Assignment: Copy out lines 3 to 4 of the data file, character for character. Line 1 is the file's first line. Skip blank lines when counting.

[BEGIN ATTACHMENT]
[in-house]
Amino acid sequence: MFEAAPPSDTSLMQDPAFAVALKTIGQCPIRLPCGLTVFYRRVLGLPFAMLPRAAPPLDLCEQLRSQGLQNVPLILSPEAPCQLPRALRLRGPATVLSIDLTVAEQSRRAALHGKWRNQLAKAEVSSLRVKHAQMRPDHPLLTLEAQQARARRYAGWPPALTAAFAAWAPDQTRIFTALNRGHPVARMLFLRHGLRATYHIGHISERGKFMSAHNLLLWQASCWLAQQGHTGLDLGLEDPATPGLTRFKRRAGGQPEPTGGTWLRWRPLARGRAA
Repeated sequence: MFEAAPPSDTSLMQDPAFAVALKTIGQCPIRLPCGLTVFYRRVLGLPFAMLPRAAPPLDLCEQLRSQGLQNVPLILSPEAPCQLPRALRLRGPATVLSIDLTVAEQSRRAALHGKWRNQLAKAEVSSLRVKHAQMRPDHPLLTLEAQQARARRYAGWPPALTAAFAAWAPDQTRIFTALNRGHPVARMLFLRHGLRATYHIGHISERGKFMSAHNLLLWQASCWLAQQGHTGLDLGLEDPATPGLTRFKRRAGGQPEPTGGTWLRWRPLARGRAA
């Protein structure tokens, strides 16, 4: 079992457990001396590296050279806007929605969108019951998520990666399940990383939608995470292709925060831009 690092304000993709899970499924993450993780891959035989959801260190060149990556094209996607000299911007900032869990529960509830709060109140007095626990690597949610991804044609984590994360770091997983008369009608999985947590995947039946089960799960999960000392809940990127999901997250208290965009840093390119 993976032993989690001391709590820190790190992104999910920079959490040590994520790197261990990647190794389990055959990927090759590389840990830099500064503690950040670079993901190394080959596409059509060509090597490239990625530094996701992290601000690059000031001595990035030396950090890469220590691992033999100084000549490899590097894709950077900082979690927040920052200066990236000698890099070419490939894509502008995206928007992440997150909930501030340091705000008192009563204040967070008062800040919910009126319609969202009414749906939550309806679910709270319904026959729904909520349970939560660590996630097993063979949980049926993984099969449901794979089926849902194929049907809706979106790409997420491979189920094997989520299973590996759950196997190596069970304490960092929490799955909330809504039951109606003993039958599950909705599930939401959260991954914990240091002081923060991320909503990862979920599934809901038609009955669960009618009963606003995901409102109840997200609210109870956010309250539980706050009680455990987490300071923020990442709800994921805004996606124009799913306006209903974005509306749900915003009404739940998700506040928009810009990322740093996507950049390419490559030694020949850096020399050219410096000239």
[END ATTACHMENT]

Repeated sequence: MFEAAPPSDTSLMQDPAFAVALKTIGQCPIRLPCGLTVFYRRVLGLPFAMLPRAAPPLDLCEQLRSQGLQNVPLILSPEAPCQLPRALRLRGPATVLSIDLTVAEQSRRAALHGKWRNQLAKAEVSSLRVKHAQMRPDHPLLTLEAQQARARRYAGWPPALTAAFAAWAPDQTRIFTALNRGHPVARMLFLRHGLRATYHIGHISERGKFMSAHNLLLWQASCWLAQQGHTGLDLGLEDPATPGLTRFKRRAGGQPEPTGGTWLRWRPLARGRAA
């Protein structure tokens, strides 16, 4: 079992457990001396590296050279806007929605969108019951998520990666399940990383939608995470292709925060831009 690092304000993709899970499924993450993780891959035989959801260190060149990556094209996607000299911007900032869990529960509830709060109140007095626990690597949610991804044609984590994360770091997983008369009608999985947590995947039946089960799960999960000392809940990127999901997250208290965009840093390119 993976032993989690001391709590820190790190992104999910920079959490040590994520790197261990990647190794389990055959990927090759590389840990830099500064503690950040670079993901190394080959596409059509060509090597490239990625530094996701992290601000690059000031001595990035030396950090890469220590691992033999100084000549490899590097894709950077900082979690927040920052200066990236000698890099070419490939894509502008995206928007992440997150909930501030340091705000008192009563204040967070008062800040919910009126319609969202009414749906939550309806679910709270319904026959729904909520349970939560660590996630097993063979949980049926993984099969449901794979089926849902194929049907809706979106790409997420491979189920094997989520299973590996759950196997190596069970304490960092929490799955909330809504039951109606003993039958599950909705599930939401959260991954914990240091002081923060991320909503990862979920599934809901038609009955669960009618009963606003995901409102109840997200609210109870956010309250539980706050009680455990987490300071923020990442709800994921805004996606124009799913306006209903974005509306749900915003009404739940998700506040928009810009990322740093996507950049390419490559030694020949850096020399050219410096000239």